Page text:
A lot of very big numbers are routinely touted for the cost of nuclear, particularly the de-commissioning. Currently taking place at Dounreay I believe. But who is doing it and where is the money going? If a private company or PLC were working on a contract paying x billion for the next 25 years would we not have heard of it? Or, if totally in-house then the numbers would be published by the relevant department.

I'm not saying it is not happening, but try finding where all this money is going and it is not immediately obvious. They wouldn't lie to us, would they?
I really wouldn't worry about debating with Mo, he's been convinced that he's going to die because of Fukishima and has become quite tiresome incessant about the subject. Also has lots of anti-nukes graphics he's (all too) keen to share.

hidetheelephants

7,136 posts

73 months

[news] 
Tuesday 9th October 2012 quote quote all
Grünkraft? Nein danke.

I have the world's noisiest lister aircooled diesel genny with which I propose to annoy my neighbours in the event of a power cut. It's only rated at 3 KVA but it'll run on the smell of a oily rag and hand starting it is good exercise. Best of all it was free! Just need to speak to the farmer about a drop of red.

Blib

25,246 posts

77 months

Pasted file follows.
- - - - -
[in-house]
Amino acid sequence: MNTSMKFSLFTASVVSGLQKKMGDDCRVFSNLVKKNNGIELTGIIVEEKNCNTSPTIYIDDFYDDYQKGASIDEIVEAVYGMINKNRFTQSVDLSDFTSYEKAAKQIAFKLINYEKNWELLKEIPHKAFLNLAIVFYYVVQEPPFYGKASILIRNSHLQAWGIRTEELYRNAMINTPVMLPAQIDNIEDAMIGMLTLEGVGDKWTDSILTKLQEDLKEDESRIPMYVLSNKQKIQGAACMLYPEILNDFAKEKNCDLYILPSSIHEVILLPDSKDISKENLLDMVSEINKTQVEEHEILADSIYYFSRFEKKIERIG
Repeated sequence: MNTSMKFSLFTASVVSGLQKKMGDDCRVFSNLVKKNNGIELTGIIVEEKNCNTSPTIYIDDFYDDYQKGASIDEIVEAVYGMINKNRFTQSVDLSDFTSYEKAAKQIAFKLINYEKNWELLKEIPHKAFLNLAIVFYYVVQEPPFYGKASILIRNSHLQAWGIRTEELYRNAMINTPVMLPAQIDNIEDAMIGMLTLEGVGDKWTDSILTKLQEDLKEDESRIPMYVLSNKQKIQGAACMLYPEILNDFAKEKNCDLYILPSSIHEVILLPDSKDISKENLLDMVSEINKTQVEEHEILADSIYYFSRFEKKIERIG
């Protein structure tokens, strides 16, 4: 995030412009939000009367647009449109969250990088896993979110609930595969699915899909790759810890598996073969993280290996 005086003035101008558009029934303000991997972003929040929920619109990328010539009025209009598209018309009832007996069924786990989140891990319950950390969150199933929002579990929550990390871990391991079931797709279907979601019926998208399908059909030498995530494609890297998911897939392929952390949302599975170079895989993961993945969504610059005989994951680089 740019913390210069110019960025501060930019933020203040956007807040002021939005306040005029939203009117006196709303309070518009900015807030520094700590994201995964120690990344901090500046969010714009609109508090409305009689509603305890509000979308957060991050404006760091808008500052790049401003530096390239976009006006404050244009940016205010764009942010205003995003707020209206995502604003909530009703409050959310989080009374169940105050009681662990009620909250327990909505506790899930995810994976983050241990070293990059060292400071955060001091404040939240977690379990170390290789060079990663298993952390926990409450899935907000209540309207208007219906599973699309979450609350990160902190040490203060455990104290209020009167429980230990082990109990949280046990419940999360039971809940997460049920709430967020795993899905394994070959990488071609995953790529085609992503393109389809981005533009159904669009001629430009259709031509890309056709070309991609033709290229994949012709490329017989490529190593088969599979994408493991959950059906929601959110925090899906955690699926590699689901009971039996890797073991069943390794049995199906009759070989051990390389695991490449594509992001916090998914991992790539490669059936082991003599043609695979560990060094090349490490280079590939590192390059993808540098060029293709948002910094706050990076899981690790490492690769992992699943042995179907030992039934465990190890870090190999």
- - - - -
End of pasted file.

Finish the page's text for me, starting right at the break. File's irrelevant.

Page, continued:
[news] 
Monday 15th October 2012 quote quote all
Report: Mexico, U.K. lead globe in energy security

http://fuelfix.com/blog/2012/10/15/report-mexico-u...

Article said:
Mexico and the United Kingdom are international energy security leaders that are better insulated from supply disruptions and less reliant on foreign power sources than the United States, according to a report released today.
Article said:
The United Kingdom, meanwhile, has the potential to edge higher in future years, if the country does more to exploit the potential natural gas resources locked in shale rock formations, Harbert said.
I do not believe that I will live long enough to see our country exploit the enormous and game changing shale gas reserves for their fullest extent. Ignorance, fear and manipulation of the populace by scaremongering NGOs will scupper any meaningful production for years, even decades.

Otispunkmeyer

3,946 posts

35 months

[news] 
Monday 15th October 2012 quote quote all
hidetheelephants said:
Grünkraft? Nein danke.

I have the world's noisiest lister aircooled diesel genny with which I propose to annoy my neighbours in the event of a power cut. It's only rated at 3 KVA but it'll run on the smell of a oily rag and hand starting it is good exercise. Best of all it was free! Just need to speak to the farmer about a drop of red.
I got shown an old engine that runs on parafin today.... you need to start it with a shotgun cartridge apparently! my kind of machine.
1 2 3
Reply to Topic